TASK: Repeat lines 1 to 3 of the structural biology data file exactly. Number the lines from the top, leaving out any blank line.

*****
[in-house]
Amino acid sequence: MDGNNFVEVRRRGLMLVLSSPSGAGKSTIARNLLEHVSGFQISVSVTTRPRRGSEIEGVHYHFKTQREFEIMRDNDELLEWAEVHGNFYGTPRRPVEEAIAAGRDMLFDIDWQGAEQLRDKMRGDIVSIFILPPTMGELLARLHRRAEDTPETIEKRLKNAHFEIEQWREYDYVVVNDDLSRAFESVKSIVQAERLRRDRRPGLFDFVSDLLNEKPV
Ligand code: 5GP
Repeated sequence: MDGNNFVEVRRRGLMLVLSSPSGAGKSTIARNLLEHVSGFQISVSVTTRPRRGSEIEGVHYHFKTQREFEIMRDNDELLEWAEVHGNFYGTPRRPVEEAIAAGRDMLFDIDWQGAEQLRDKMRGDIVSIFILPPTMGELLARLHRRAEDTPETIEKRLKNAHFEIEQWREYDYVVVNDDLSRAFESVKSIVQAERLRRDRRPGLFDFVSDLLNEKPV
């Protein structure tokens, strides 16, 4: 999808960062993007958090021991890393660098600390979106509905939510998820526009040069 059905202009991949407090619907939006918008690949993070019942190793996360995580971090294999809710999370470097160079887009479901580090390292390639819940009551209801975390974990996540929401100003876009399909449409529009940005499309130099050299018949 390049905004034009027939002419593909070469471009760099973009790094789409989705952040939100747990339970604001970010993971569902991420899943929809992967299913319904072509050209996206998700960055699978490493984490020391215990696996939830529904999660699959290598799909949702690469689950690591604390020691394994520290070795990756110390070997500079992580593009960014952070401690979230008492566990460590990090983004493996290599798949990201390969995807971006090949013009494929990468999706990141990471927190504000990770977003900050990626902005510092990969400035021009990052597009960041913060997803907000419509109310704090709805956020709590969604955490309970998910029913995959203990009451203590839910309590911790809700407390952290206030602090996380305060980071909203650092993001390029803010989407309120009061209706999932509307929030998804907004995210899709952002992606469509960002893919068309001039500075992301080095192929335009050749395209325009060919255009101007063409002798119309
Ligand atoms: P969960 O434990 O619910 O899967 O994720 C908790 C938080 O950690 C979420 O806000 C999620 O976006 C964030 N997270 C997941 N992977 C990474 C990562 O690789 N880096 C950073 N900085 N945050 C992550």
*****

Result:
[in-house]
Amino acid sequence: MDGNNFVEVRRRGLMLVLSSPSGAGKSTIARNLLEHVSGFQISVSVTTRPRRGSEIEGVHYHFKTQREFEIMRDNDELLEWAEVHGNFYGTPRRPVEEAIAAGRDMLFDIDWQGAEQLRDKMRGDIVSIFILPPTMGELLARLHRRAEDTPETIEKRLKNAHFEIEQWREYDYVVVNDDLSRAFESVKSIVQAERLRRDRRPGLFDFVSDLLNEKPV
Ligand code: 5GP